UPDATE: Oxfam cans Scarlett who was their ambassador
of good tidings and nice be-hinds (see story at bottom)
This is a story about how a famous woman can get
embroiled in international controversy without
even trying. I would like to think that she is
intelligent since Scarlett Johannson seems to
play suave women in some of her movies, like
the Black Dahlia which is a movie I've yet
to understand, probably because bad noire
movies make me lose my patience.
Now that I've seen the clip below, I guess she
can be suave and not know how to act.
I'm a fan of sorts, I just don't think she pulls
off the acting thing.
"The 29-year-old actress has actually never been recognized for her acting performances at the Academy Awards. She wasn't nominated for transcending our view of sensuality with her tone and inflections in Match Point. Nor was she recognized for her sultry and famous performance opposite of Bill Murray in Lost in Translation. Though she hasn't been officially nominated for either song that's taken her to the Oscars, she's been the chief performer on both. Seeing as her greatest acting achievement to date was as a voice in Her, we might suggest a slight career redirection." [from policymic]
Firstly, she was horrible in Match Point, except the sex scene in the
field. She had one tone, screech. I was glad her character was
killed. And in Lost, she was not sultry in the least. She was
American Bland, but at least she seemed to act well, and
the opening credits were to her credit. Credit that butt.
Anyway, she's been pimping for Soda Stream,
the stream of soda people. If I were 6, the idea of a
soda stream would be fascinating.
Unfortunately, it's an Israeli company that has its
factory in occupied territory. I don't know all the
details but I'm sure Palestinians are not considered
equals there, even if they get a certain amount of
So, I was thinking, that young lady doesn't know
what she's doing, and she's ruining her reputation.
But what if she did this knowingly? What if she
thought she had enough weight to kick this
Occupation thing into the mainstream for good,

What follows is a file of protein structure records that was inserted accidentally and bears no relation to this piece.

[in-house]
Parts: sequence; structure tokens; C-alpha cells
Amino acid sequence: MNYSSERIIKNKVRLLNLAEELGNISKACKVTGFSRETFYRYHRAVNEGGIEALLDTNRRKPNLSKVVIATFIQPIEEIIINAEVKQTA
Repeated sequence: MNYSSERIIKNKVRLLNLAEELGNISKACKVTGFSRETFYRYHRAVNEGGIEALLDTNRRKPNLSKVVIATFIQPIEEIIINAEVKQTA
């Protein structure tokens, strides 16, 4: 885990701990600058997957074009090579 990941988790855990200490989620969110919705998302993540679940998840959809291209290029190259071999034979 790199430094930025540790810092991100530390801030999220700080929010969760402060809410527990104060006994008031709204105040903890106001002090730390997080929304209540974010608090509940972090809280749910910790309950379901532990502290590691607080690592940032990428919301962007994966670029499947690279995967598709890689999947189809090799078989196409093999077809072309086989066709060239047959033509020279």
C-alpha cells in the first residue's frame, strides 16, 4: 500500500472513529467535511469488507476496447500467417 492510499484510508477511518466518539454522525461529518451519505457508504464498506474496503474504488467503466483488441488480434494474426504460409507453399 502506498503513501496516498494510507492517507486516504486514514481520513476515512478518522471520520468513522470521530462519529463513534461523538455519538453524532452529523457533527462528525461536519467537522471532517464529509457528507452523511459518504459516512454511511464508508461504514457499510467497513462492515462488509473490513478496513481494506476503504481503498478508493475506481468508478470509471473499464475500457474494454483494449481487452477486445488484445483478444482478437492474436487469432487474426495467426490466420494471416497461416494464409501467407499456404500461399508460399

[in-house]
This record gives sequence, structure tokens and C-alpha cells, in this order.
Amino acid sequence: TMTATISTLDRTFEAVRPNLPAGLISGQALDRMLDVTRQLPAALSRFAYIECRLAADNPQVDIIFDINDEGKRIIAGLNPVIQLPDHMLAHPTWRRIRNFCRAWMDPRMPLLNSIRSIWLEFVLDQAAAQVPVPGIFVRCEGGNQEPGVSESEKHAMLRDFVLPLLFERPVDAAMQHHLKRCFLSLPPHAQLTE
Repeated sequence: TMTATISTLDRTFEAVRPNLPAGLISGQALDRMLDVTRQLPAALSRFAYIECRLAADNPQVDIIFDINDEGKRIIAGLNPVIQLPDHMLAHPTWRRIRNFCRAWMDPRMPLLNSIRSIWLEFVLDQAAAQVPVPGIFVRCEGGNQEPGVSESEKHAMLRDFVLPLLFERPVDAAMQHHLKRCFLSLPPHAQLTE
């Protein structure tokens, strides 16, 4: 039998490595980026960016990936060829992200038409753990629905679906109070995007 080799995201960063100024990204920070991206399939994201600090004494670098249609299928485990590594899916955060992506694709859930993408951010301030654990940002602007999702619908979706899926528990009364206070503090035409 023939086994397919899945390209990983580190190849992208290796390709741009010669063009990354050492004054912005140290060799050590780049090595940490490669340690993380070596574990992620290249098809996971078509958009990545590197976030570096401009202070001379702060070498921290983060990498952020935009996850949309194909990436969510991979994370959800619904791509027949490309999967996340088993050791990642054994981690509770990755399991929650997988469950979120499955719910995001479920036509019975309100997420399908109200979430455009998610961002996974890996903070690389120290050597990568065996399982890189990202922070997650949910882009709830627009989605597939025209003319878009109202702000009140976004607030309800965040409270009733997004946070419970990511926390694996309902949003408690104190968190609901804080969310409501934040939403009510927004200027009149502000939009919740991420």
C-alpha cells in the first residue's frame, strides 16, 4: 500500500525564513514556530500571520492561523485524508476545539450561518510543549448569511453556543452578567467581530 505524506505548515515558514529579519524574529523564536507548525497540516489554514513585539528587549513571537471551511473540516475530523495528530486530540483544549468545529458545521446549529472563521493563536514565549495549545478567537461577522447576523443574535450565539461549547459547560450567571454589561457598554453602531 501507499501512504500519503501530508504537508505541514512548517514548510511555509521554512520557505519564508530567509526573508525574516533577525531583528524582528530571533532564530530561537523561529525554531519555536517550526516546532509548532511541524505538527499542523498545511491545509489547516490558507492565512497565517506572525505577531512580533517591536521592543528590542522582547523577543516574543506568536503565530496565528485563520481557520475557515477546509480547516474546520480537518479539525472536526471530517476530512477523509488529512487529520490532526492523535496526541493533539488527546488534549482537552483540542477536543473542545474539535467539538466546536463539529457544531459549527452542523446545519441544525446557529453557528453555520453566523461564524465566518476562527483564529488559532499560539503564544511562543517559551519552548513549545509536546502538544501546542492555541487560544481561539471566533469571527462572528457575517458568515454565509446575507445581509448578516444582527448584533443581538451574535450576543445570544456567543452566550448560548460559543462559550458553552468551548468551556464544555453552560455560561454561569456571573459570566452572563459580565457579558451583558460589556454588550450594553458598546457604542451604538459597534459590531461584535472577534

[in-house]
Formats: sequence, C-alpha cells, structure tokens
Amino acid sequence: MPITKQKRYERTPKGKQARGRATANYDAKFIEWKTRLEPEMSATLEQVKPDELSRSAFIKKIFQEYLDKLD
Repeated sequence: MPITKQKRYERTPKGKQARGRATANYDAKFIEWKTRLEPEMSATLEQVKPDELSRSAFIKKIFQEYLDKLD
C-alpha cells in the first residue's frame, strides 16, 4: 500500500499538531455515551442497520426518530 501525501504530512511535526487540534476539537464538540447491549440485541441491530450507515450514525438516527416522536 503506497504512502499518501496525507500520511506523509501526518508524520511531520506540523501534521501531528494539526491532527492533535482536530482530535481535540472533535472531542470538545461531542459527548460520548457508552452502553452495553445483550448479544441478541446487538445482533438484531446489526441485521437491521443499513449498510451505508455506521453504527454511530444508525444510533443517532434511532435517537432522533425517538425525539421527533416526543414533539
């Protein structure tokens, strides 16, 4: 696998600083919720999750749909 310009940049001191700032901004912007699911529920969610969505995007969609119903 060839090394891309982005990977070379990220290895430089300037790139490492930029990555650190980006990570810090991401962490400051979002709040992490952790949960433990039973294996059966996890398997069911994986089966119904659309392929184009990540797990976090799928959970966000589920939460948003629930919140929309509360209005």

helping push for a settlement. Of course, that
settlement is a pipe dream. The other side are
major league arseholes and have billions
with which to plug their ears.
Anyway, she could have done this as her part in
upping the temperature over there, without it
seeming to be her fault. That would mean she has
taken a big risk when it was not necessary.
Check this quotation:
"Johansson went on to say that:
'Even though it is a side effect of representing SodaStream,
I am happy that light is being shed on this issue in hopes
that a greater number of voices will contribute to the
conversation of a peaceful two-state solution in the near future.'
The ironic part is that the existence of SodaStream's factory
in the Ma'ale Adumim settlement is an enormous barrier to
the realization of that goal." [from policymic]
That's either a cunning response by SJ, or she thinks she can pull
off a stunning reversal in this horrible situation. She thinks
that she's the reason "light is being shed".
Interesting. or a massive ego? she's not Beyonce
So, let's summarise the points so far:
SJ is an average actress, but makes a scene
SJ is a crypto- activist
SJ is a poor judge of political risk
Also, she seems to be a natural at singing. I first noticed
a not bad karaoke singer in Lost in Translation.
However, if this below is her voice, then she's finally
found out how to act, like a singer.
from the movie Her, with Joachin Phoenix, whose voice is way off the Cash.
This is so reminiscent of Nina Simone, it's crazy.
Eat that, Michelle Pfiefer. just joking.
Maybe when she's done with the Soda Rollercoaster,
she'll be singing the Palestine Blues.
Scarlett Johansson Should Win an Oscar, But Not For Acting By Madison Hamilton January 21, 2014
Scarlett Johansson's Quotes About Israel-Palestine Went Viral. Here's Why People Are Angry. Joseph Sarkisian's avatar image By Joseph Sarkisian January 26, 2014
Scarlett Johansson is right – the face of SodaStream doesn't fit with Oxfam
Thanks to the star's involvement with the Israeli company, illegal settlement activity is under increased scrutiny